This colorful account reveals how every aspect of American life was ultimately touched by the war. War heroes abounded in the Spanish-American war: George Dewey, Richmond Pearson Hobson, Joe Wheeler, William T. Sampson, and of course, Teddy Roosevelt and his Rough Riders. Rosenfeld strikes a balance between scholarly and popular writing, bringing to life a war that has often been overlooked.
©1997 Harvey Rosenfeld; (P)1998 Blackstone Audio, Inc.
"Rosenfeld brings in an impressive world wide scope. What unfolds is a living history enthusiast's dream, a cornucopia of the way things really were at a specific time in a particular place!" (Reviewers Consortium)
Yes. The Spanish-American War in many ways a forgotten war, but it had a very large affect upon America at the time. In this first major war after the Civil War, Northerners and Southerners alike banded together to fight what they saw as Spanish tyranny upon the poor citizens of Cuba, and viewed themselves as liberators, bringing freedom to a people closely. This book’s narrative is in diary form, as you see the progression of the war as each day progresses. Rosenfeld does a magnificent job telling this story, and it is one of the best treatments I have ever read of the Spanish American War. Some called it a “splendid” little war, others called it a “dirty” one, but the story is fascinating either way.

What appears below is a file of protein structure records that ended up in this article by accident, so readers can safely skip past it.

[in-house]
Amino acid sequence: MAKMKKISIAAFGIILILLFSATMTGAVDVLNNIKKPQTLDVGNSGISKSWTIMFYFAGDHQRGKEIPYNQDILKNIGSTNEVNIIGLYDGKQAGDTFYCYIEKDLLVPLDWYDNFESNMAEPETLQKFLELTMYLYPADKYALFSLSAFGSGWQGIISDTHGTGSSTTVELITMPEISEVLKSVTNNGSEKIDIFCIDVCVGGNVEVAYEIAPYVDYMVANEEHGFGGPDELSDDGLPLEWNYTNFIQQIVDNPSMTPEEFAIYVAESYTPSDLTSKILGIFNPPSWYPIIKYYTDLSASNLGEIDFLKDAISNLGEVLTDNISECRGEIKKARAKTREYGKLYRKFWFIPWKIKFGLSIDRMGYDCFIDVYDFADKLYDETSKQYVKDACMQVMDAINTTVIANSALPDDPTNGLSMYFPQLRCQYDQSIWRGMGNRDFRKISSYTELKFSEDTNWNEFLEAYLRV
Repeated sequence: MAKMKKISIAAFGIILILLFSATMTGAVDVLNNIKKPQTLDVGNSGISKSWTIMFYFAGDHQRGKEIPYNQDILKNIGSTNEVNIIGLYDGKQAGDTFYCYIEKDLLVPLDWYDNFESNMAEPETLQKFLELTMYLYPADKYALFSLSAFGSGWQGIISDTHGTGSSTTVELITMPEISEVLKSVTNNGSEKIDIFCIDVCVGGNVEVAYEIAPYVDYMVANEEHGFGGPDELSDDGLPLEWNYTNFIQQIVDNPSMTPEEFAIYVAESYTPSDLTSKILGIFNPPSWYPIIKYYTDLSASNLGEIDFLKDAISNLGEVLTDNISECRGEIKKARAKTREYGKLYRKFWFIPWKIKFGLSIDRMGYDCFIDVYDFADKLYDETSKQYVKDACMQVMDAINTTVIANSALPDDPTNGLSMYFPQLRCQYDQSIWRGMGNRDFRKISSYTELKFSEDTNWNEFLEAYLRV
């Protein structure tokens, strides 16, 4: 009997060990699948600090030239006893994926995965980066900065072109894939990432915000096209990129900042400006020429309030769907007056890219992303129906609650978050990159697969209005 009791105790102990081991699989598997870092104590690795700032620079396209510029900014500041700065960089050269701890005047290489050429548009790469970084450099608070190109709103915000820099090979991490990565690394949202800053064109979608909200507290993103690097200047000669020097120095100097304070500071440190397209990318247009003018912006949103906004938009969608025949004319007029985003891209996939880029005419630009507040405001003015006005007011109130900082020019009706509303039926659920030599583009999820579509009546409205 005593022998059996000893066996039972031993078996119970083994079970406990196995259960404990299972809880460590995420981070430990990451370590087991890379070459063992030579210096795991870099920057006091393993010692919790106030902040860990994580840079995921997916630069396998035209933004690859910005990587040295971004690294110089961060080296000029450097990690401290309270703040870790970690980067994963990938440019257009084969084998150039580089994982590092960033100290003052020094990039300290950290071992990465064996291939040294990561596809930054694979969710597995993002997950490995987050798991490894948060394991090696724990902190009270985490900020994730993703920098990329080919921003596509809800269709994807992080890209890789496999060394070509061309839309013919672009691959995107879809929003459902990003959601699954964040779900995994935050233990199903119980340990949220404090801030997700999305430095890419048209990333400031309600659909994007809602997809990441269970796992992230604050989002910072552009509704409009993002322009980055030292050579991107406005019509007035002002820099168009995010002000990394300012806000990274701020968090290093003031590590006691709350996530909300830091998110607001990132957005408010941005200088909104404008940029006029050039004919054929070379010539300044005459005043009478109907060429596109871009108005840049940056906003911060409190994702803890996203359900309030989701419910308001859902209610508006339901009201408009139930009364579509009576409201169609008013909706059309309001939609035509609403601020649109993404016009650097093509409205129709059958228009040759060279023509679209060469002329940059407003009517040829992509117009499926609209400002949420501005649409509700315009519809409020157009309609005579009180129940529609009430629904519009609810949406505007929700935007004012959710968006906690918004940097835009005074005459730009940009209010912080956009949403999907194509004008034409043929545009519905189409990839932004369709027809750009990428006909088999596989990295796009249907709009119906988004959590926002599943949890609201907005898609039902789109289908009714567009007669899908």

I am sorry to say, Ian Esmo was a terrible reader, at least to my ears. I have listened to over a hundred audio books, and Esmo is one of the worst I have ever endured (which surprises me, as presumably Audible would want to choose quality readers.) When I first started listening to it, I almost believed I was listening to a computer synthesized voice, due to his very unnatural inflections, and awkward pauses in reading (I actually had to look up to see that this was an actual person). If not for Rosenfeld's compelling narrative (wonderful book), I probably would not have completed it, that’s how unpleasant I found the listening experience. As the hours progressed, I got accustomed to the awkward reading style, and admittedly, he did do a reasonably good job simulating the voices of individuals portrayed. Esmo may have a talent for reading, but why he would choose to narrate in the fashion he did escapes me. Perhaps he is paid by the length of time, and chose to be deliberately (and awkwardly) slow? Or maybe he was bored by the material, and just let the words go by as he read? I don’t know, but I will definitely avoid this reader in the future. His reading was too painful for me ever want to endure again.
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